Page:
akovlev Aleksandr Evgen'evich
(St. Petersburg 1887 - Paris 1938)
Aleksandr Evgen'evich Yakovlev (Russian, 1887-1938) was a Russian painter, graphic artist and designer. His initial training in 1905–13 was at the Academy of Arts, St. Petersburg, where he studied principally under Dmitry Kardovsky. From 1909 Yakovlev contributed regularly to national and international exhibitions, and he was a member of both the World of Art group and the Union of Russian Artists. He was awarded an Academy scholarship for study in Italy and Spain in 1914–15, an experience that left an indelible mark on his stylistic evolution, as is clear from his recourse to Italian Renaissance devices and motifs in paintings such as his portrait of the Mexican artist Roberto Montenegro and The Violinist (both 1915; St Petersburg, Rus. Mus.)
Just before the October Revolution of 1917 Yakovlev and his close friend Vasily Shukhayev were regarded as the representatives of a new classicism in Russian art, and, in fact, the graphic clarity and materiality of their drawings and paintings bring to mind the contemporary poetry of Anna Akhmatova and Mikhail Kuzmin, leaders of the Acmeist movement. Yakovlev, Shukhayev, Grigor’yev, Kuzma Petrov-Vodkin and other graduates of the Academy of Arts moved in the same circles as these literati, frequenting the cabarets in St Petersburg and contributing to Sergey Makovsky’s review Apollon. Artistically and temperamentally, Yakovlev and Shukhayev were very close, and their red chalk and sanguine portraits and figure studies are often remarkably similar to each other. Their collaborative double portrait as Harlequin and Pierrot (1914; St Petersburg, Rus. Mus.) summarizes their mutual sympathy and respect.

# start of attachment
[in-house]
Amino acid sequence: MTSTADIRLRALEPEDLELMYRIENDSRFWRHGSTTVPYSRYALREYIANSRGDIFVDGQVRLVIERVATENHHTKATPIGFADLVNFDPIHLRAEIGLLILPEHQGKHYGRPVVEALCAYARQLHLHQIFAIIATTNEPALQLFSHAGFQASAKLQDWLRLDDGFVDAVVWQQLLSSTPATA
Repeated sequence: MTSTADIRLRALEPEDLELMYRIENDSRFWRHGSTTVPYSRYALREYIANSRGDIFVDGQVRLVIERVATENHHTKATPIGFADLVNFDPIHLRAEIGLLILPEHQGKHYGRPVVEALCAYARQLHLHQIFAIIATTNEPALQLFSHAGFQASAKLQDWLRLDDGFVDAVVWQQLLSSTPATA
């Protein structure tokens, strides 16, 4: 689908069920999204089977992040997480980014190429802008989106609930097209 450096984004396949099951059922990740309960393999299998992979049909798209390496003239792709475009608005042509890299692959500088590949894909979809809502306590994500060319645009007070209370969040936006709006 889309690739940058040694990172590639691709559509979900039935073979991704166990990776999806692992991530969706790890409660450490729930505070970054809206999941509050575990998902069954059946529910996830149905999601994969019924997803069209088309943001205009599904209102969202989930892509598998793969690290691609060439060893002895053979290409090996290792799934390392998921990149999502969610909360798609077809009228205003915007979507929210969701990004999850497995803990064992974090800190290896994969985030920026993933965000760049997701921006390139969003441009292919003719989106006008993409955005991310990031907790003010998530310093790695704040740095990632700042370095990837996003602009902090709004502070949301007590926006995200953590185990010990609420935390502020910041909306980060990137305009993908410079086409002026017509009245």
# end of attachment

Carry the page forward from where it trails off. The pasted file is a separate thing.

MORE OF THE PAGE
In 1916 Yakovlev became a professor at the Institute of Art History in Petrograd (now St Petersburg), and, together with Grigor’yev and Sergey Sudeykin, he designed the interior of the Prival Komediantov (Comedians’ Halt) cabaret in Petrograd. After travelling in Mongolia, China and Japan he settled in Paris in 1920. He achieved his reputation in the West as an ethnographical draughtsman: in 1925 he accompanied the Citroën Central Africa Expedition as an official artist and in 1931 did the same for the Citroën Trans-Asiatic Expedition, collaborations that resulted in superb depictions of native types, rituals and scenes. Yakovlev spent three years as Chairman of the Department of Painting at the School of the Museum of Fine Arts, Boston, MA, and returned to Paris in 1937.